|Written by Lim Siew May|
|Thursday, 23 September 2010 11:12|
In this modern life, everyone is looking to enjoy an enhanced lifestyle, notes Sean Lee, Group CEO of Oscar Wealth Advisory Sdn Bhd. One common mistake people make now is to own something that they “want”, and not what they “need”, added Lee.
KC Lau, author of Top Money Tips for Malaysians, says that most people only realise that they have gotten into unbearable debts when the situation becomes too severe. “If several loan instalments have been defaulted for three months and credit cards are maxed out, it is quite late to look into the matters at this stage,” he said.
How do you keep tabs on your household debt? There are a few formulas to help you assess if you’re borrowing within your means, says financial practitioners.
According to chartered financial consultant Adrian Ho, as a rule of thumb, a healthy debt-to-asset ratio is one that does not exceed 50%. “Half of whatever we have (assets) should be funded by our own money, while the other half, may be funded by ‘other people’s money’ (debts),” he says. In other words, if you decide to purchase a car, you should put down 50% of our own money and take out a loan for the remaining balance. Better still, buy it fully in cash if you can afford to, he added.
Another method is to look at your debt-to-income (DTI) ratio, which shows how high your debt is compared to your income, says Lee. “A low DTI ratio means you don’t spend much of your income paying debts.
Meanwhile, a high DTI ratio means most of your income is put towards paying off your debt, leaving you without very little to spend or save.”
Lee offered a scenario: Assuming Alex’s household monthly income amounts to RM4,000, while his monthly household debt payment amounts to RM1,800. Going by the formula of DTI ratio, one should divide RM1,800 by RM4,000, and then multiply it by 100 to come up with a percentage. In Alex’s case, his DTI ratio is 45%, which indicates potential financial trouble, Lee pointed out. “35% or less is the healthiest debt load for the majority of people,” said Lee. “50% or more is a dangerous ratio where one should be aggressively paying off your debts or even restructuring your debts.”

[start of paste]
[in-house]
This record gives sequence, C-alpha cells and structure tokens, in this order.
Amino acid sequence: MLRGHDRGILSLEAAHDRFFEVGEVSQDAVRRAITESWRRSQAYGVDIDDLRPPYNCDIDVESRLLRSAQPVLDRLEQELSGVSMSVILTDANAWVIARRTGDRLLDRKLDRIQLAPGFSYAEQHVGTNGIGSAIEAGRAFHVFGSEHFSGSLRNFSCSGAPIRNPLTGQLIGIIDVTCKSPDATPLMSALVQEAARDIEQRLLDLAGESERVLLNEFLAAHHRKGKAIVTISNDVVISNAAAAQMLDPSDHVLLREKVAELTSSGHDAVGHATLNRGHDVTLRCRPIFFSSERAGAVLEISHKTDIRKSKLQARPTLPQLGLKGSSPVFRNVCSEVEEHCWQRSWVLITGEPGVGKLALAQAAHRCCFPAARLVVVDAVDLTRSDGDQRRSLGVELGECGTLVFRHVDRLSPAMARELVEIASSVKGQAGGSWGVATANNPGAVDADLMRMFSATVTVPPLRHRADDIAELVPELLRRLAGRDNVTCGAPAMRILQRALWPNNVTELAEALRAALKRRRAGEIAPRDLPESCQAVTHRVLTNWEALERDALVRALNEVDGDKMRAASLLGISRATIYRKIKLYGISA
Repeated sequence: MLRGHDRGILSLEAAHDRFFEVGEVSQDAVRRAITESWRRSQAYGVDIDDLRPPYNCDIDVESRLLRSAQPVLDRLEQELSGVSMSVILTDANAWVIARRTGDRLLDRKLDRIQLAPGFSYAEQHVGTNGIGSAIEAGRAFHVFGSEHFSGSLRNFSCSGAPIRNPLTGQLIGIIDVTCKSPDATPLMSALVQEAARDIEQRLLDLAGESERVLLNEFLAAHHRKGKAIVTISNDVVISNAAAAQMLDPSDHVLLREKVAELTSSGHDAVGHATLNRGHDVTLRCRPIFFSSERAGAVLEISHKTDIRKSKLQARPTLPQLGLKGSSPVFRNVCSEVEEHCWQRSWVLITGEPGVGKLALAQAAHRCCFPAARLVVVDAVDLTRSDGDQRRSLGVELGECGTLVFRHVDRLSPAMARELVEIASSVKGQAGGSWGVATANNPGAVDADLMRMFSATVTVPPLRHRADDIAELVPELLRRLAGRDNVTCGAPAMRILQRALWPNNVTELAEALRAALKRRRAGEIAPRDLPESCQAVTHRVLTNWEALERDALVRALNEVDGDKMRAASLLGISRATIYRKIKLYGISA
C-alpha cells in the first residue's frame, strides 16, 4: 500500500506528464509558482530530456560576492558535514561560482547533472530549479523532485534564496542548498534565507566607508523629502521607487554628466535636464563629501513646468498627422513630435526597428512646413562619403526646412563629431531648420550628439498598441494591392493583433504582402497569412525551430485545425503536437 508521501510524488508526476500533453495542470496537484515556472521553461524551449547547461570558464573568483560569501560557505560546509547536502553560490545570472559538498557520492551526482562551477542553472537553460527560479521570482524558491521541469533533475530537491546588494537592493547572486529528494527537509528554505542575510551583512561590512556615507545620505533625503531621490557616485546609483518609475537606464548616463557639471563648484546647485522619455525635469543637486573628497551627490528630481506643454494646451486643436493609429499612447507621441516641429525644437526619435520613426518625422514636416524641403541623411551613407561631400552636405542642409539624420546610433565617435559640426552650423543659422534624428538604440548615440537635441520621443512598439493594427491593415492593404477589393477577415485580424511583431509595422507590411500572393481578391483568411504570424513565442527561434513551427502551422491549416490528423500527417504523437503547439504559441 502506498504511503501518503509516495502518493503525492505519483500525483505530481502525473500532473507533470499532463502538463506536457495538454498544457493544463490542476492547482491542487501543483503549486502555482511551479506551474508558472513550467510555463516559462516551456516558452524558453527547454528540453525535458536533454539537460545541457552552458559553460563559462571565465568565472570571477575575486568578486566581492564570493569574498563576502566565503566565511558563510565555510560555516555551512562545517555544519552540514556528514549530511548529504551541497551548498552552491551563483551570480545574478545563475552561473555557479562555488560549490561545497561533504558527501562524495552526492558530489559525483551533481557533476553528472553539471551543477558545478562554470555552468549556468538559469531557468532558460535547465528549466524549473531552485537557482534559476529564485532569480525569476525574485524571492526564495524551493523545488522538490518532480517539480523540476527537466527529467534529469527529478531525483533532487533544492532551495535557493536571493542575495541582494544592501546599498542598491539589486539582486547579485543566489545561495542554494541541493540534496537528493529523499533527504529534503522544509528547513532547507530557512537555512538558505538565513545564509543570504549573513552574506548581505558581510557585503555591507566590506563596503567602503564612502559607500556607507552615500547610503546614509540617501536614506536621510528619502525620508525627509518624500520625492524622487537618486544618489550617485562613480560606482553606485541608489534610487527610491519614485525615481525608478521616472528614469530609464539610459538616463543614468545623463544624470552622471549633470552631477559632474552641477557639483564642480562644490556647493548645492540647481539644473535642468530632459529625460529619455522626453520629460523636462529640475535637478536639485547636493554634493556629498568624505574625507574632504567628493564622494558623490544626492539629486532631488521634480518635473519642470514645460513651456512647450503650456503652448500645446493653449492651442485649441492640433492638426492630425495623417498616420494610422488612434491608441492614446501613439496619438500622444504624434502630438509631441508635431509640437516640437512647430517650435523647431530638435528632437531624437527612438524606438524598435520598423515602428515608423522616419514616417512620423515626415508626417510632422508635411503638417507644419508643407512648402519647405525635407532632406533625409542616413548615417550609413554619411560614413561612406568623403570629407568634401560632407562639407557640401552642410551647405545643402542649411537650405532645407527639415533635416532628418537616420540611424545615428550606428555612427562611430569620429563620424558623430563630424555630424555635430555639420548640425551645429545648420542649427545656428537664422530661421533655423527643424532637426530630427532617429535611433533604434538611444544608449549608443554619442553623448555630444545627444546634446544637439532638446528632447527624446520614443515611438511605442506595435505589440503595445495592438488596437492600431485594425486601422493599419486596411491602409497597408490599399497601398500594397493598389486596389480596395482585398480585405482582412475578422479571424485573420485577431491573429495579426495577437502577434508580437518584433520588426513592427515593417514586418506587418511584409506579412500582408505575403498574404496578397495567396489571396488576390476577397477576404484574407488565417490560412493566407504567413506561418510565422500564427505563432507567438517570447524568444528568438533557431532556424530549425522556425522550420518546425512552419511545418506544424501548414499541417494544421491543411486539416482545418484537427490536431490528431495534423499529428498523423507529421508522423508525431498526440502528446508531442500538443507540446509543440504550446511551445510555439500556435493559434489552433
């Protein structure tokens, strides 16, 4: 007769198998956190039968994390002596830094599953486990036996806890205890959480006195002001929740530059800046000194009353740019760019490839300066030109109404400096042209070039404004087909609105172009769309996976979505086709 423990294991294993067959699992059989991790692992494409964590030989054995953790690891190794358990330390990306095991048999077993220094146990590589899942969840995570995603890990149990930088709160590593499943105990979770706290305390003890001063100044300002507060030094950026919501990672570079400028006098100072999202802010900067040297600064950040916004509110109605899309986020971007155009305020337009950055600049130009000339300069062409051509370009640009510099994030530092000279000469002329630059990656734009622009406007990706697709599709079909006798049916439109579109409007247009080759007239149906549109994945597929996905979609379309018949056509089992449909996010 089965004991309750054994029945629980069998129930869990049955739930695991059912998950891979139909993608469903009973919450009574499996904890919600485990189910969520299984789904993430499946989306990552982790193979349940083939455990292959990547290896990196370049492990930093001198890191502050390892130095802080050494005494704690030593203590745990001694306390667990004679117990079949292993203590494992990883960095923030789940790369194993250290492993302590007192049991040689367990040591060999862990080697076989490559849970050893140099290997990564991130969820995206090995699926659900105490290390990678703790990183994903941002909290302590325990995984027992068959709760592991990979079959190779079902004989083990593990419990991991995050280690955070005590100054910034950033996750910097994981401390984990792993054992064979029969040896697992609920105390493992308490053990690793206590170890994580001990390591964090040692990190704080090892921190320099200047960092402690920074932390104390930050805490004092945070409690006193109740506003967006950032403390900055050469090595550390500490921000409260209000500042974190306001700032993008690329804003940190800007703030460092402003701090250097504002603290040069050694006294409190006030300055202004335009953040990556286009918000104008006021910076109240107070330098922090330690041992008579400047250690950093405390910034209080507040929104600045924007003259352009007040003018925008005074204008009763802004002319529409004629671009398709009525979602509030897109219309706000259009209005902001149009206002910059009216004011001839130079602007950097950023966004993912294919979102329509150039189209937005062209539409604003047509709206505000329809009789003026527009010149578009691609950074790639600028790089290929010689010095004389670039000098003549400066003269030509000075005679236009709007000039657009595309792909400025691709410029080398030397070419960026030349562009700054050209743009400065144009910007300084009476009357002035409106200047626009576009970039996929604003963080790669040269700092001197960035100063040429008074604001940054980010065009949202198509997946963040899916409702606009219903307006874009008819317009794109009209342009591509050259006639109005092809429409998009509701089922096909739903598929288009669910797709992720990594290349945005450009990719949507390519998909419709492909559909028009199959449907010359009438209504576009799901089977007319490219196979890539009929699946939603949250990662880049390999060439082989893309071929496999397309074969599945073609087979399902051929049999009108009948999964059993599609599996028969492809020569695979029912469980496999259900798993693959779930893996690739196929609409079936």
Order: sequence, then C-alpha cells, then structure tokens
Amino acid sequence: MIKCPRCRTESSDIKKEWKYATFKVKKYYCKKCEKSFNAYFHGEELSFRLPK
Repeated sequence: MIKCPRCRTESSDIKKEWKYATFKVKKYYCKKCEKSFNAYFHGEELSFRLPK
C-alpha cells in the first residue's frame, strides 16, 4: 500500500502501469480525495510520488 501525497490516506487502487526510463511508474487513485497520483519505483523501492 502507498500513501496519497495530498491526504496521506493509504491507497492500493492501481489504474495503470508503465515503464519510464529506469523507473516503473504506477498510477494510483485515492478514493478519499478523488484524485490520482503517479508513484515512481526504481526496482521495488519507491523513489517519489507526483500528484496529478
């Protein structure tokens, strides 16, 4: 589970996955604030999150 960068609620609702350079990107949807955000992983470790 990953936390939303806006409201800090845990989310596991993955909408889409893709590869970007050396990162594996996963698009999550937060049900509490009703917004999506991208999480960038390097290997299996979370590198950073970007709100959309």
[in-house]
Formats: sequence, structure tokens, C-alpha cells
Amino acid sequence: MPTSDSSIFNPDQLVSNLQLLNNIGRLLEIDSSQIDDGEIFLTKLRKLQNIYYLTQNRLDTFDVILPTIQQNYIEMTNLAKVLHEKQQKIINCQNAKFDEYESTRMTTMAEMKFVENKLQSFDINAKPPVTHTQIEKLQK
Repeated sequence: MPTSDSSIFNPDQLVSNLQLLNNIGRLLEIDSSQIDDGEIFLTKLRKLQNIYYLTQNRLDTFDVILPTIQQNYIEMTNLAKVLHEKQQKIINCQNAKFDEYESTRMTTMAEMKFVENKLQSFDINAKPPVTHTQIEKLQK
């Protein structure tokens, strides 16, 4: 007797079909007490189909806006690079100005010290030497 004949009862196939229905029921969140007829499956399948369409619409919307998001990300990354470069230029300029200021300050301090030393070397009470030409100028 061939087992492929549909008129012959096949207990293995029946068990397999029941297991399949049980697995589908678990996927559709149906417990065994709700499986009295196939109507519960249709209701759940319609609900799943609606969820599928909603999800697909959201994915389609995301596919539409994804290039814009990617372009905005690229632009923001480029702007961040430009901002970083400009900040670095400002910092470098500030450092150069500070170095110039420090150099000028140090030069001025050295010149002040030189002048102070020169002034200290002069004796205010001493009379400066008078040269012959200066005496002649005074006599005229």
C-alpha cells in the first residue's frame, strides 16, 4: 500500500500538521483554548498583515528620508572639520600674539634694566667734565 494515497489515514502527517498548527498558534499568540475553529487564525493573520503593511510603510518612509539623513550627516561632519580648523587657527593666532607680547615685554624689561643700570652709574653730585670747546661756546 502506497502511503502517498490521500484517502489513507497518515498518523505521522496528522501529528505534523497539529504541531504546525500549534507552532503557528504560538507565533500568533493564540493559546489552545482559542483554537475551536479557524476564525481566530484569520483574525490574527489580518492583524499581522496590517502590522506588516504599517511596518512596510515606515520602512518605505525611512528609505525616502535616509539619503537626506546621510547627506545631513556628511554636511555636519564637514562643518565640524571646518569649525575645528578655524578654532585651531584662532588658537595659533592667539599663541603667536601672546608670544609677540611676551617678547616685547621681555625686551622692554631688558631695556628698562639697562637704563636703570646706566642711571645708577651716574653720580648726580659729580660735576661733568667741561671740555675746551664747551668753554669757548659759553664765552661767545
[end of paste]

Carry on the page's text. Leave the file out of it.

One way to keep your household debt under control is to pare down your debt by making extra income. “Consider doing some freelance work that suit you such as writing, teaching, selling property, insurance selling and even doing Internet business,” said Lee, adding that one can also sell unused or surplus household goods in exchange for some cash. “Learn how to invest in stocks, unit trust and alternative funds to overcome high interest loans,” he pointed out. “But, you should first make sure that you have a good understanding of the risks involved.”
In Lau’s view, one should have a default set of criteria to deal with debt problems. This would include not buying stuff on installment plans (with the exception of big ticket items like cars and properties), not stopping at the minimum required amount for your credit card bill, and making purchases on cash terms only, he said.
Meanwhile, Ho summed up his debt management tips in the acronym SMART “Stay focused on your needs not wants. Manage your cash flows based on your needs,” he says.
“Ask yourself before buying anything whether you really need it. Restructure your debts to achieve healthy ratio. Think “debt-free” and you’d achieve it someday,” he concluded.
This article appeared on the Personal Finance page, The Edge Financial Daily, September 23, 2010.